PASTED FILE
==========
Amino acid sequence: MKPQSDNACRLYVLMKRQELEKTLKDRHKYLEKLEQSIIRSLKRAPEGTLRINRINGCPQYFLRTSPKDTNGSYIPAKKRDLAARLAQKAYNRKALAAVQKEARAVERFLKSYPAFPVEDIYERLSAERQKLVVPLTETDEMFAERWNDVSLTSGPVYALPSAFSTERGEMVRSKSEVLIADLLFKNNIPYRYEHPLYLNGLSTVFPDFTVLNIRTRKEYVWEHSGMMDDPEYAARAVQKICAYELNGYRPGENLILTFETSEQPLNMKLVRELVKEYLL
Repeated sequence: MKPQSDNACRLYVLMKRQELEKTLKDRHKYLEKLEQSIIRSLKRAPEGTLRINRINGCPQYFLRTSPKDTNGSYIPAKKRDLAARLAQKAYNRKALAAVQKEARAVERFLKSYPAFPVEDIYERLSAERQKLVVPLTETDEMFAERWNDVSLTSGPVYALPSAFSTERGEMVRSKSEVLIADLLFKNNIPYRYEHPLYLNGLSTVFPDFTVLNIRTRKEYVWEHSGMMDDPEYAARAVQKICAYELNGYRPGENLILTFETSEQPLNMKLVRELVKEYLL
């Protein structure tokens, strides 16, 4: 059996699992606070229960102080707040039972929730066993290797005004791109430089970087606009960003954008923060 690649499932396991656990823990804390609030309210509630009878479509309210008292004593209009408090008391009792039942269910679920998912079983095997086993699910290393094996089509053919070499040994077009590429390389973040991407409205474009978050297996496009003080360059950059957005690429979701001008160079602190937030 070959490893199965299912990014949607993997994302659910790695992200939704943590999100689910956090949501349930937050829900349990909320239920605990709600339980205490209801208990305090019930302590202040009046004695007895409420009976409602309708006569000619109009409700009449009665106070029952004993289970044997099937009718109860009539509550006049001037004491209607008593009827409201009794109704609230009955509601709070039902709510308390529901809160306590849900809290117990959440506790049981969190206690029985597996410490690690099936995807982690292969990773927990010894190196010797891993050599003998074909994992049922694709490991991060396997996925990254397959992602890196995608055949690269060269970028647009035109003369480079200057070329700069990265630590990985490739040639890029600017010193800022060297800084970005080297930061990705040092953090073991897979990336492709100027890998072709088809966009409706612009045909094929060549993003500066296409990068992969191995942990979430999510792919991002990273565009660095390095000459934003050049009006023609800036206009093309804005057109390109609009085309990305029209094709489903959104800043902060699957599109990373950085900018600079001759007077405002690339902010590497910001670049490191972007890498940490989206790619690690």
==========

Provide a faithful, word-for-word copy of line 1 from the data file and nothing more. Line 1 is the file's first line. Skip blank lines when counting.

Amino acid sequence: MKPQSDNACRLYVLMKRQELEKTLKDRHKYLEKLEQSIIRSLKRAPEGTLRINRINGCPQYFLRTSPKDTNGSYIPAKKRDLAARLAQKAYNRKALAAVQKEARAVERFLKSYPAFPVEDIYERLSAERQKLVVPLTETDEMFAERWNDVSLTSGPVYALPSAFSTERGEMVRSKSEVLIADLLFKNNIPYRYEHPLYLNGLSTVFPDFTVLNIRTRKEYVWEHSGMMDDPEYAARAVQKICAYELNGYRPGENLILTFETSEQPLNMKLVRELVKEYLL